– Thomas Greenwell, M.D.
Testing with OVA1
The clinical performance of OVA1 (MIA) has been validated in combination with an independent clinical assessment. Once a pelvic mass is identified and planned for surgery, the assessment of the patient’s history, imaging and OVA1 (MIA) score is triggered. If a modality indicates elevated risk, physicians can be confident in the sensitivity to detect ovarian cancer. If the modalities agree on a low risk, provider can feel more assured that it is unlikely cancer. Based on the data from OVA1 (MIA) validation studies, we recommend the risk assessment protocol outlined below.
OVA1 (MIA) should not be used without an independent clinical/radiological evaluation and is not intended to be a screening test or to determine whether a patient should proceed to surgery. Incorrect use of OVA1 (MIA) carries the risk of unnecessary surgery and/or delayed diagnosis.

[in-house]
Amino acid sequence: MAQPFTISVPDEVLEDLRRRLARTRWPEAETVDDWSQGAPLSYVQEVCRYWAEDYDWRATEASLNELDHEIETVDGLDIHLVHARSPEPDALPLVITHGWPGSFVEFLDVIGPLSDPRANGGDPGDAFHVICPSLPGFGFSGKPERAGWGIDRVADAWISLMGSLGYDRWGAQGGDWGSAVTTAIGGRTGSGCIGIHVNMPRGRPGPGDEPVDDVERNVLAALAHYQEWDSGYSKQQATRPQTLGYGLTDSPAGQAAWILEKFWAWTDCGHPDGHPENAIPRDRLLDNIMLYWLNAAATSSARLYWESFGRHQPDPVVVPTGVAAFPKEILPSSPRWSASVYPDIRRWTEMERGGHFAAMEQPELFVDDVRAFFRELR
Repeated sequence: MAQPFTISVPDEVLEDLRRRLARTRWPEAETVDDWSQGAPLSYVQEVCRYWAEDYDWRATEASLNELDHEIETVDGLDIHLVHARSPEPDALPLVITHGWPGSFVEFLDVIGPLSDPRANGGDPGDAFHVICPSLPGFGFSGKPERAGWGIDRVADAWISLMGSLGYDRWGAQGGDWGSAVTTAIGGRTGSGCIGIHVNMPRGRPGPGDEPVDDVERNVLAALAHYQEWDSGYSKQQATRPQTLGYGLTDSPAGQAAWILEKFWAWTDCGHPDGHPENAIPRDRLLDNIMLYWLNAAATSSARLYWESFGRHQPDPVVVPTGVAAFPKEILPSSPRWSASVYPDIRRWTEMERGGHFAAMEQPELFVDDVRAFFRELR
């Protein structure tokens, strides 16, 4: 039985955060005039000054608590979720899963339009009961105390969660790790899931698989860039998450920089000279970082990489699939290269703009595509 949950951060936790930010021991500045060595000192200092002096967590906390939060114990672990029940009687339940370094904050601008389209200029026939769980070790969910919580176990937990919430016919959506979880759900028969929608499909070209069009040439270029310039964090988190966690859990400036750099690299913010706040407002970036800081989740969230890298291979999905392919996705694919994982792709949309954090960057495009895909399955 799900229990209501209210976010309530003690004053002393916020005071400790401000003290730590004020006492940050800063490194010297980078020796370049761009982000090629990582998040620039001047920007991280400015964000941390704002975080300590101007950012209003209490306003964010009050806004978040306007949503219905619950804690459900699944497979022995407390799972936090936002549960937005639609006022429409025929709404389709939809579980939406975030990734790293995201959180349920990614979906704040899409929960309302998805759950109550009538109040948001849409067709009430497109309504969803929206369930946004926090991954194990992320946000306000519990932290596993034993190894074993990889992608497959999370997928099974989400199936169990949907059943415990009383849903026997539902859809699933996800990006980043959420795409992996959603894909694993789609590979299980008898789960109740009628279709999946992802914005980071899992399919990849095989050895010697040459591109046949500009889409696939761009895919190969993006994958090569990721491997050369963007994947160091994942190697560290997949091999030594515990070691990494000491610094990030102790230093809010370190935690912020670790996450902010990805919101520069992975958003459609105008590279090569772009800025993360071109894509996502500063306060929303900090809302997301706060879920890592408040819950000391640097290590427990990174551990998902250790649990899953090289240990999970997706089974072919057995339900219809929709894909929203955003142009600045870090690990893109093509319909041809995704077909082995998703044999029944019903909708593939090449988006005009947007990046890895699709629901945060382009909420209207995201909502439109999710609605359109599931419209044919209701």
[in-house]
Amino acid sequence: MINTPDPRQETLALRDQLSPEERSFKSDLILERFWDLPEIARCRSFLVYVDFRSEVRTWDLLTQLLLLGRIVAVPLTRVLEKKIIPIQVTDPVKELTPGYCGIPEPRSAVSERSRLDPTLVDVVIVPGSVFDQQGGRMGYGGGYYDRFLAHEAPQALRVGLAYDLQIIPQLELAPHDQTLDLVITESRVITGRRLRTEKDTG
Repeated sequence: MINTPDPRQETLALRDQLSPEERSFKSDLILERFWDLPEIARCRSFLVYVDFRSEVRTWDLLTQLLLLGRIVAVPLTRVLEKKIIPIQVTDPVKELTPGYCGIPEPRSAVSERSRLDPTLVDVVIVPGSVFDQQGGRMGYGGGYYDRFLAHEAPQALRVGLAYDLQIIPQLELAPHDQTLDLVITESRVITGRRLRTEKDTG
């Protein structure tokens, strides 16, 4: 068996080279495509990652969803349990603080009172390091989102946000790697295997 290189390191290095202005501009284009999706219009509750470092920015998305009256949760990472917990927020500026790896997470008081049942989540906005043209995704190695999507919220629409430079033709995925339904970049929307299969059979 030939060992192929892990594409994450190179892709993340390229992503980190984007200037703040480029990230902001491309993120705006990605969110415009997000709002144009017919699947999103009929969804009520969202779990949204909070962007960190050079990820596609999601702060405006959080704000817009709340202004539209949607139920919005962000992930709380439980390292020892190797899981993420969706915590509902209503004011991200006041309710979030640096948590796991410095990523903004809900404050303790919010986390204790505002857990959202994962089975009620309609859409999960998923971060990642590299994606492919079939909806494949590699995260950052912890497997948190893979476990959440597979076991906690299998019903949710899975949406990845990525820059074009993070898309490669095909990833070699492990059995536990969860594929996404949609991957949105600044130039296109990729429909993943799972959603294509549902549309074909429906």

Identify patients with inconclusive imaging
Imaging may not detect a cancer when present. Most ultrasound features are indeterminate and not definitive of cancer.
This uncertainty is often identified as the gray-zone. To be sensitive in detecting ovarian cancer, look for the following gray-zone red flags in your ultrasound reports (table on the right) and evaluate with OVA1 (MIA) pre-surgically.
Gray-zone red flags include:
- Cysts concerning for surgery
- Fixed or bilateral cysts
- Complex or suspicious for:
- Think or thick, single or multiple septations
- Non-classic endometrioma, dermoid, hemorrhagic cyst findings
- Thickened walls
- Solid consistency
- Papillary projections
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All OVA1 (MIA) test samples are run by ASPiRA LABS. Physicians can expect an average 24 to 48-hr turnaround time from the time a specimen is received.